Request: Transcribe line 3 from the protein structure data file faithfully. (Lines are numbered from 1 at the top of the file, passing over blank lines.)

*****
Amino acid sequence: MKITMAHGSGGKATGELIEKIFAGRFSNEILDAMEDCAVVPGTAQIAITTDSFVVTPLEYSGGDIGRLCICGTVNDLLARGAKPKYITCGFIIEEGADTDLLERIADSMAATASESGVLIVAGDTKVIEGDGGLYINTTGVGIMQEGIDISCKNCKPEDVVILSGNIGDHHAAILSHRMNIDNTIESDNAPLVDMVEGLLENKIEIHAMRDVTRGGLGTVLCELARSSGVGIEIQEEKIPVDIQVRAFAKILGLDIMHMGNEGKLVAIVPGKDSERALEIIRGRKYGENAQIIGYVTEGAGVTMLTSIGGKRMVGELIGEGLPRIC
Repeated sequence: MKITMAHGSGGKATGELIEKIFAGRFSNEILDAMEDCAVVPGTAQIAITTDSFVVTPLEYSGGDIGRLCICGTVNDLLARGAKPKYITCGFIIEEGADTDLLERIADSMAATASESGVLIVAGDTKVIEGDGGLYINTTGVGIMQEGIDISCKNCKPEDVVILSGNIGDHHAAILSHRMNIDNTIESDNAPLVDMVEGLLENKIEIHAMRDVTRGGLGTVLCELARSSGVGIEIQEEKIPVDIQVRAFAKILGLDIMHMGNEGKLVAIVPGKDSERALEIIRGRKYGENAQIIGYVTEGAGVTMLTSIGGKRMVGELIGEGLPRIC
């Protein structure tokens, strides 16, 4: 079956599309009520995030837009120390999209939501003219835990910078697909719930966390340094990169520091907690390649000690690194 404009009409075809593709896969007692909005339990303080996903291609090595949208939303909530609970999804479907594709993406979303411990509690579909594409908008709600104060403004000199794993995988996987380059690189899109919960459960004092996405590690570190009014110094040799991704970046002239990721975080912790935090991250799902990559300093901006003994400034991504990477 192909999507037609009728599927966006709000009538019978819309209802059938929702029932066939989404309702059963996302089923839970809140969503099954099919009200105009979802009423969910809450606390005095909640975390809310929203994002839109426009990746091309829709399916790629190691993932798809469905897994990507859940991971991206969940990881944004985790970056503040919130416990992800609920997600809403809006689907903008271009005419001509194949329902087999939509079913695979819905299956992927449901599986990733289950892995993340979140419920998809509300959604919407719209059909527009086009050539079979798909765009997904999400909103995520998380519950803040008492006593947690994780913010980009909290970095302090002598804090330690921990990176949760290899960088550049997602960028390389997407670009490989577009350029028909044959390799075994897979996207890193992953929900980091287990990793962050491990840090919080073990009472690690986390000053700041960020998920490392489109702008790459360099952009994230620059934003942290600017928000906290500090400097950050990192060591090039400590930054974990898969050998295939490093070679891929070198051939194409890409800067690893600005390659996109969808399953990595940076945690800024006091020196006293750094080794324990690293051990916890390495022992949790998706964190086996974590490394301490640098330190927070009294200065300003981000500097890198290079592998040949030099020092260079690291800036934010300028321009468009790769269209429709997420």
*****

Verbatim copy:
């Protein structure tokens, strides 16, 4: 079956599309009520995030837009120390999209939501003219835990910078697909719930966390340094990169520091907690390649000690690194 404009009409075809593709896969007692909005339990303080996903291609090595949208939303909530609970999804479907594709993406979303411990509690579909594409908008709600104060403004000199794993995988996987380059690189899109919960459960004092996405590690570190009014110094040799991704970046002239990721975080912790935090991250799902990559300093901006003994400034991504990477 192909999507037609009728599927966006709000009538019978819309209802059938929702029932066939989404309702059963996302089923839970809140969503099954099919009200105009979802009423969910809450606390005095909640975390809310929203994002839109426009990746091309829709399916790629190691993932798809469905897994990507859940991971991206969940990881944004985790970056503040919130416990992800609920997600809403809006689907903008271009005419001509194949329902087999939509079913695979819905299956992927449901599986990733289950892995993340979140419920998809509300959604919407719209059909527009086009050539079979798909765009997904999400909103995520998380519950803040008492006593947690994780913010980009909290970095302090002598804090330690921990990176949760290899960088550049997602960028390389997407670009490989577009350029028909044959390799075994897979996207890193992953929900980091287990990793962050491990840090919080073990009472690690986390000053700041960020998920490392489109702008790459360099952009994230620059934003942290600017928000906290500090400097950050990192060591090039400590930054974990898969050998295939490093070679891929070198051939194409890409800067690893600005390659996109969808399953990595940076945690800024006091020196006293750094080794324990690293051990916890390495022992949790998706964190086996974590490394301490640098330190927070009294200065300003981000500097890198290079592998040949030099020092260079690291800036934010300028321009468009790769269209429709997420």